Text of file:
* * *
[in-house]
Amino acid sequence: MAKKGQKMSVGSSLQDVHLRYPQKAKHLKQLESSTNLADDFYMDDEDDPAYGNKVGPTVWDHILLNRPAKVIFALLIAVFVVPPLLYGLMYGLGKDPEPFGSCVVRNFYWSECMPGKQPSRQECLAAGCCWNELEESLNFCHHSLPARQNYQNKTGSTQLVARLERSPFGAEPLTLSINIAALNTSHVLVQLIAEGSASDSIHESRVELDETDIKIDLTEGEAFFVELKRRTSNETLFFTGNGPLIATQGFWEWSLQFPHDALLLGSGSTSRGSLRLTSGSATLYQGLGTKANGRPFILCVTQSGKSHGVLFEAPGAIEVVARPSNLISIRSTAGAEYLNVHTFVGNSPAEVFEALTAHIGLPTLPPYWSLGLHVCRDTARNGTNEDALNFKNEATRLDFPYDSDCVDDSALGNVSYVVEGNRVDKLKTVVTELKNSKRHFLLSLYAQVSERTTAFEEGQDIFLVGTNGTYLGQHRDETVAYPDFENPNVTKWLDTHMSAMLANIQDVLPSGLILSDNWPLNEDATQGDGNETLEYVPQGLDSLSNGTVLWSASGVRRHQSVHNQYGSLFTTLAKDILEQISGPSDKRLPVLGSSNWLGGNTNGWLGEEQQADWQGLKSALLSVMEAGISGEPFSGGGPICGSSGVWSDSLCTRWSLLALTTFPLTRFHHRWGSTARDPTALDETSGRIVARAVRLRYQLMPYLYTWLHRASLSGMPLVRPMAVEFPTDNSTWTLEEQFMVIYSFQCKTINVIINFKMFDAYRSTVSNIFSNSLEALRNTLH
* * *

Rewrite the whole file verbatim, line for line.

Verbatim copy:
[in-house]
Amino acid sequence: MAKKGQKMSVGSSLQDVHLRYPQKAKHLKQLESSTNLADDFYMDDEDDPAYGNKVGPTVWDHILLNRPAKVIFALLIAVFVVPPLLYGLMYGLGKDPEPFGSCVVRNFYWSECMPGKQPSRQECLAAGCCWNELEESLNFCHHSLPARQNYQNKTGSTQLVARLERSPFGAEPLTLSINIAALNTSHVLVQLIAEGSASDSIHESRVELDETDIKIDLTEGEAFFVELKRRTSNETLFFTGNGPLIATQGFWEWSLQFPHDALLLGSGSTSRGSLRLTSGSATLYQGLGTKANGRPFILCVTQSGKSHGVLFEAPGAIEVVARPSNLISIRSTAGAEYLNVHTFVGNSPAEVFEALTAHIGLPTLPPYWSLGLHVCRDTARNGTNEDALNFKNEATRLDFPYDSDCVDDSALGNVSYVVEGNRVDKLKTVVTELKNSKRHFLLSLYAQVSERTTAFEEGQDIFLVGTNGTYLGQHRDETVAYPDFENPNVTKWLDTHMSAMLANIQDVLPSGLILSDNWPLNEDATQGDGNETLEYVPQGLDSLSNGTVLWSASGVRRHQSVHNQYGSLFTTLAKDILEQISGPSDKRLPVLGSSNWLGGNTNGWLGEEQQADWQGLKSALLSVMEAGISGEPFSGGGPICGSSGVWSDSLCTRWSLLALTTFPLTRFHHRWGSTARDPTALDETSGRIVARAVRLRYQLMPYLYTWLHRASLSGMPLVRPMAVEFPTDNSTWTLEEQFMVIYSFQCKTINVIINFKMFDAYRSTVSNIFSNSLEALRNTLH